# SPOJ - Alphacode - Exceeds Time Limit

I'm trying to solve Alphacode on SPOJ. The challenge is to count the ways to split a string of up to 5000 digits into a sequence of numbers, each ranging from 1 to 26.

It works fine for small numbers but exceeds the time limit for bigger numbers. I'm using the exhaustive recursive traversing.

Is there a way to make it optimal?

import java.util.HashSet;
import java.util.Scanner;

public class AlphaCode {

static int n;
static HashSet<String> set;

public static void main(String[] args) {
Scanner sc = new Scanner(System.in);

while (sc.hasNext()) {
String s = sc.nextLine();
if (s.equals("0")) {
break;
}
n = s.length();
char[] c = new char[n];
set = new HashSet<String>();
count = 0;
solve(s, 0, c);
System.out.println(count);
}
}

static int count = 0;

private static int solve(String s, int i, char[] st) {
if (n == i) {
// System.out.println(st);
if (set.contains(st.toString())) {
return 0;
}
count++;
return 0;
}
for (int j = 0; j < 2 && i + j < n; ++j) {
int x = Integer.parseInt(s.substring(i, i + j + 1) + "");
if (x <= 26) {
// System.out.println(i + " " + j + " " + s.substring(i, i + j +
// 1));
st[i] = (char) (x + 'A' - 1);
solve(s, i + j + 1, st);
}
}
return 0;
}

}


### Useless code

Currently, your code has some useless parts to it:

1. You have a set, but you never add anything to it. When you reach the end of the string, you check your set for it containing something, but it never does. You can just remove that whole set and do count++ when you reach the end of the string. The way you are parsing the input, there is no way you can ever reach the same output string more than once.

2. Your solve() function always returns 0. And nobody even checks the return value. So you should make your solve() function return void.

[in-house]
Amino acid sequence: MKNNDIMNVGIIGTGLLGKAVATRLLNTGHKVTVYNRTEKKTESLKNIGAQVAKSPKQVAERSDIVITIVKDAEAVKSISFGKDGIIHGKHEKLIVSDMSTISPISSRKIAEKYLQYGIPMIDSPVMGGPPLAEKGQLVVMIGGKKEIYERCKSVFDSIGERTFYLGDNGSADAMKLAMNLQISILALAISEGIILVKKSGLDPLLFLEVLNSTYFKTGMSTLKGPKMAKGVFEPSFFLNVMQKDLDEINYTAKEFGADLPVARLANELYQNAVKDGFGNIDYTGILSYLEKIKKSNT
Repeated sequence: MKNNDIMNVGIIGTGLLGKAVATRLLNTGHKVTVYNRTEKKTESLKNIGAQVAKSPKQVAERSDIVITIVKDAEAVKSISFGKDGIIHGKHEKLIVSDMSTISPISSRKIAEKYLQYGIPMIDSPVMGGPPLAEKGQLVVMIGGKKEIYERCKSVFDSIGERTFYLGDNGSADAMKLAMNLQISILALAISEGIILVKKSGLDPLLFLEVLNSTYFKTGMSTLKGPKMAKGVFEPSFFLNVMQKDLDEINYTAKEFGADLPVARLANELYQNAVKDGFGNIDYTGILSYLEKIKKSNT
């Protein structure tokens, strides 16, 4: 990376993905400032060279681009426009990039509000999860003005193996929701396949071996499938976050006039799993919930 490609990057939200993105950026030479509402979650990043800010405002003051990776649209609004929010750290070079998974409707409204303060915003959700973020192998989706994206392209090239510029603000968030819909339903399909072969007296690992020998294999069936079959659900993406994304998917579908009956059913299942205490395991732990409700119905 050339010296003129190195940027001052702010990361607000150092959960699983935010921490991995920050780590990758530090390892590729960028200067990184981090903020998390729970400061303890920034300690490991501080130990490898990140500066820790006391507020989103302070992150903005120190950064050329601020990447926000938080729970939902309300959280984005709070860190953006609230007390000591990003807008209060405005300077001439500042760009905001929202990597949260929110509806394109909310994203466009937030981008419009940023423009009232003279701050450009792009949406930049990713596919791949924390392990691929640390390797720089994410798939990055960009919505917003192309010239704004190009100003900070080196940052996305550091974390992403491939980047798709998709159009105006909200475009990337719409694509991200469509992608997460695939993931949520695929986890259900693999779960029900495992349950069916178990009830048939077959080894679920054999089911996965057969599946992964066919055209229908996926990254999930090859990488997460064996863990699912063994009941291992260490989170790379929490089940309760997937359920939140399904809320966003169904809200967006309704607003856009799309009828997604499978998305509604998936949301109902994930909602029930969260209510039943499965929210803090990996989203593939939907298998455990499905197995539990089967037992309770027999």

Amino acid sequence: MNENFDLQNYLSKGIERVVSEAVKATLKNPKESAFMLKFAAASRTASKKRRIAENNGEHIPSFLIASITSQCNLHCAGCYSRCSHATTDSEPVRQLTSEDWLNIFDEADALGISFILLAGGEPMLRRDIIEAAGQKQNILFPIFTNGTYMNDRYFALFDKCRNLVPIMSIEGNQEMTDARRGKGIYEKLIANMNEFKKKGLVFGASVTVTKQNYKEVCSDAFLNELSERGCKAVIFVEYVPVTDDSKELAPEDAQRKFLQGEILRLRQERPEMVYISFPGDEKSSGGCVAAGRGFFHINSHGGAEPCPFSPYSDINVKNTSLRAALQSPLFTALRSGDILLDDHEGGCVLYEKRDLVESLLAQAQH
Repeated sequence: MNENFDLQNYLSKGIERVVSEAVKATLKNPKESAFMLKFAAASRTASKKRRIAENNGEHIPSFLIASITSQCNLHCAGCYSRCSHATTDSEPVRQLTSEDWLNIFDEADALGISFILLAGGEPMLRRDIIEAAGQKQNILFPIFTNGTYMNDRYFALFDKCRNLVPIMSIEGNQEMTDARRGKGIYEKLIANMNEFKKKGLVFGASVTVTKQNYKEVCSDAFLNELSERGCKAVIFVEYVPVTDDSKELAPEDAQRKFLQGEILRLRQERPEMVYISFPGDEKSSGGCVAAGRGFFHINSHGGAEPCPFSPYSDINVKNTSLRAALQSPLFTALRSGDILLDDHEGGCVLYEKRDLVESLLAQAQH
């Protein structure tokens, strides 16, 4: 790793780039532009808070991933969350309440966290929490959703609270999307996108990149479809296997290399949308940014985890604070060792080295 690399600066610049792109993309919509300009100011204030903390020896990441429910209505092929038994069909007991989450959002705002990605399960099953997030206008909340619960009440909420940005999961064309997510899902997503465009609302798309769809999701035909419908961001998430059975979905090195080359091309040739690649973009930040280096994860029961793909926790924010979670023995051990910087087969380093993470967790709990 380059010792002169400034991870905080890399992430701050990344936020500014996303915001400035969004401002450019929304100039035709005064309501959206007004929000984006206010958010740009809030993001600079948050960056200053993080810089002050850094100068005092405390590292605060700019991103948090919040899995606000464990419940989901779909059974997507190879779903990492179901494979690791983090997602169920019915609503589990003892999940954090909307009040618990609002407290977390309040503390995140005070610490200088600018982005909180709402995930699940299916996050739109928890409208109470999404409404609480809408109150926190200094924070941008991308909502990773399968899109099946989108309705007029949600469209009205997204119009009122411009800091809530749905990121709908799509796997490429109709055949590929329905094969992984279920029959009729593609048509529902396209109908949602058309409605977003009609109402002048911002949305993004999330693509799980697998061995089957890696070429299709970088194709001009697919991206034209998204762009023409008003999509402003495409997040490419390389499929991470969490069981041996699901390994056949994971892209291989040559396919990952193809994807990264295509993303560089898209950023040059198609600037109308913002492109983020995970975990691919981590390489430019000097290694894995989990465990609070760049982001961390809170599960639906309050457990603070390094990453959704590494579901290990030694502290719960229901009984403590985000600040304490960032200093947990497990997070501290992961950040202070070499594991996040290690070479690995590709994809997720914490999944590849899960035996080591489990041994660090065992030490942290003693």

Currently, your program will return an incorrect answer if count ever increases past $2^{31}$. The question warned about this, so you should make count be long instead.

### Too slow

The problem with your program is that you are just computing the answer in the brute force way, by generating every possible output. This problem requires a dynamic programming technique to solve faster. In simple terms, you are solving the same subproblem repeatedly. If you just remembered the answer for each subproblem you already solved, then things would run much faster.

Here is an example of how I would fix your program to run faster:

import java.util.Scanner;

public class AlphaCode {
static int n;
static long [] solved;

public static void main(String[] args) {
Scanner sc = new Scanner(System.in);

while (sc.hasNext()) {
String s = sc.nextLine();
if (s.equals("0")) {
break;
}
n = s.length();
solved = new long[n];
for (int i=0; i<n; i++) {
solved[i] = -1;
}
long ret = solve(s, 0);
System.out.println(ret);
}
}

private static long solve(String s, int i)
{
long count = 0;

if (i >= n) {
return 1;
}

if (solved[i] != -1) {
return solved[i];
}

for (int j = 0; j < 2 && i + j < n; ++j) {
int x = Integer.parseInt(s.substring(i, i + j + 1));
if (x <= 26) {
count += solve(s, i + j + 1);
}
}
solved[i] = count;
return count;
}

}


Apart from what @JS1 said, advice I would like to give is that using System.out.println() frequently is very costly so instead of that either use PrintWriter or print the entire output at once using StringBuilder. The reason is that the latter two are buffered and will improve the performance.

You need to stop using Scanner and start using BufferedReader for the same cause as stated above.